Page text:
1. Defendant 2 appeals. The suit was brought by the plaintiff-respondent 1 as tenant under a jeroyati patta for possession of the land in dispute from the appellant who was alleged to hold the land on a terminable lease from respondent 2, the zamindar. Two questions arose: (1) whether the appellant's holding was an ordinary terminable lease or gave him rights of occupancy; and (2) if the former, whether proper notice to quit had been given. But the Courts have found concurrently against the appellant on both those points. He now appeals and urges that the decision as to the nature of the holding cannot be supported. On that point nothing was said which induces me to think that the decision of the lower Courts was not right. The question really was whether the land was raiyat land or home-farm land. A number of documents were produced on behalf of the respondents to show that the property was what in this particular zamindari is known as Nageri Idwa which means 'home farm.' The appellant had really no evidence contra but on the contrary, being himself the karnam under the zamindar, had taken official part in preparing the records which showed that the lands were Nageri Idwa and had also attorned to the zamindar, respondent 2, by mesne of undertakings in which the land was similarly described. On those materials the finding as to the tenure of the property was correct.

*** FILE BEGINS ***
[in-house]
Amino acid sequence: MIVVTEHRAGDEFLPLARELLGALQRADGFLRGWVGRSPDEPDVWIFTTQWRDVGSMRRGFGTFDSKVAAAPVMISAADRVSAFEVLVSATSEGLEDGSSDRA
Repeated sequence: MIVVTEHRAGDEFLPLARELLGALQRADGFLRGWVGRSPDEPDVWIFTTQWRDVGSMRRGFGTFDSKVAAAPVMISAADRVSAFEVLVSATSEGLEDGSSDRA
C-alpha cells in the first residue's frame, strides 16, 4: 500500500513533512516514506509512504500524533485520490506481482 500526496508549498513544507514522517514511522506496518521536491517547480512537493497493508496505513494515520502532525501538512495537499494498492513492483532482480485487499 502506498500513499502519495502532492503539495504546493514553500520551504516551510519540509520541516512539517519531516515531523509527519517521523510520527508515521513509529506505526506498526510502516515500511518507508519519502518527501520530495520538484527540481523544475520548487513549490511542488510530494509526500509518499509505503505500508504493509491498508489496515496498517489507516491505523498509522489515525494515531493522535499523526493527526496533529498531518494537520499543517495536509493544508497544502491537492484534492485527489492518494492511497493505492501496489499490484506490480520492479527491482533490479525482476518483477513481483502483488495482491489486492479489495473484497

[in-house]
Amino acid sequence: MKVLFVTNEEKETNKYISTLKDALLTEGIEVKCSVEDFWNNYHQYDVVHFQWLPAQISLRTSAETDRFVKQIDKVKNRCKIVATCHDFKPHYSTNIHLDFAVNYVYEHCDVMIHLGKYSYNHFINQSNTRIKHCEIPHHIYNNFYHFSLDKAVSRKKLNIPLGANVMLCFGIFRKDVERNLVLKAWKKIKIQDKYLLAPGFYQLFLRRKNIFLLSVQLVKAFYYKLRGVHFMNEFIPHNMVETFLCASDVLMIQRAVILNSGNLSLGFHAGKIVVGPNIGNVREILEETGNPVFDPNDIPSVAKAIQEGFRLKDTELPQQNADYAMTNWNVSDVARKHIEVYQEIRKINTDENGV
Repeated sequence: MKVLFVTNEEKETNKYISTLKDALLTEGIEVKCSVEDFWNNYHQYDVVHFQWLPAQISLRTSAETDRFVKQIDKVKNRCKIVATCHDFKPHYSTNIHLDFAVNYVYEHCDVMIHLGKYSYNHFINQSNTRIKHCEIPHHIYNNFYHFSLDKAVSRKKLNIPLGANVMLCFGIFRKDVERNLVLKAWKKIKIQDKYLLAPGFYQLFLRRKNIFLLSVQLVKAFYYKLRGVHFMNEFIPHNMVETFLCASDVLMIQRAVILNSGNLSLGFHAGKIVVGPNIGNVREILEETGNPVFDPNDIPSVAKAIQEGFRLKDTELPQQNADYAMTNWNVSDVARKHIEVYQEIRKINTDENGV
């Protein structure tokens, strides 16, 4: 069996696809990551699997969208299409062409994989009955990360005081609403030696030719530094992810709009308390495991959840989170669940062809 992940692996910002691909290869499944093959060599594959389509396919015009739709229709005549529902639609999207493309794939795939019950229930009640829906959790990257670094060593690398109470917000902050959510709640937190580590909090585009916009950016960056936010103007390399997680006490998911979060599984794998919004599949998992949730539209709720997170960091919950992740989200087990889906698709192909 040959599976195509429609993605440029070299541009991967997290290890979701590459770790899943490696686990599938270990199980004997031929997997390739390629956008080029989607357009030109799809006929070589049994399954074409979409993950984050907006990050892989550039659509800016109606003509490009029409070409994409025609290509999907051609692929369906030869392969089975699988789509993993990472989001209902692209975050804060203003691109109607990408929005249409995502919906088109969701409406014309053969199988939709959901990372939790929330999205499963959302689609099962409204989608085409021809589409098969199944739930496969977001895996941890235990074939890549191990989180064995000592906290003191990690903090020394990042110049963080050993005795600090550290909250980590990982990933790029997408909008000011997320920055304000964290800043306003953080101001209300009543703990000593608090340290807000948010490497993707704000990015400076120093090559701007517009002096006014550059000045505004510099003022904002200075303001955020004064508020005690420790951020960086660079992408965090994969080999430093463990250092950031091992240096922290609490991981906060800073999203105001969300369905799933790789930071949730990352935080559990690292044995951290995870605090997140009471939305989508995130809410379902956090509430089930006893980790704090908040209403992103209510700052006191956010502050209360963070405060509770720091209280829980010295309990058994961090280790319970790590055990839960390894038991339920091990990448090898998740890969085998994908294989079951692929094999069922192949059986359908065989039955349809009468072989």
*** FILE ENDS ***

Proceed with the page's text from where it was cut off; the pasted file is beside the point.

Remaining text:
3. It is next urged that the lower Court was not right in awarding mesne profits for three years prior to the suit because notice to quit was given only on 21st December 1921 about 21 months before the suit. This contention must, I think, prevail. It is answered that the appellant was prior to the notice a tenant who had promised the zamindar to take a lease on certain terms and to quit when demanded. But the lease not being taken and the land being agricultural land what that means in the absence of a lease with definite terms as to notice is that the appellant was bound to surrender the property on a proper demand being made. According to the decisions what is needed to terminate an agricultural lease is not the six months' notice prescribed by the Transfer of Property Act but reasonable notice. But such notice is necessary. Therefore until notice was given the appellant was a tenant on the usual agricultural terms applicable to the property, i.e., that he could be called upon to quit at the end of the agricultural season on having been given reasonable notice before that time, but cannot be compelled to pay mesne profits on the footing of being wrongfully in possession. It is stated that the agricultural year in this part of the Presidency begins about Sankranti (January-February) and that must have been the reason why the notice, Ex. 24, was given in December 1921, so that the appellant may quit after harvesting the then standing crop. I am therefore of opinion that the award of three years' mesne profits was wrong. It must be reduced to the period after the notice and before suit. The figures are on that footing Rs. 165 for the year immediately prior to the suit and Rs. 149-12-0 for the nine months before that year.
4. The result is that the amount of mesne profits will be reduced to Rupees 314-12-0. The second appeal is otherwise dismissed. The appellant must pay three-fourths of the costs of this second appeal, one set to be divided between the respondents.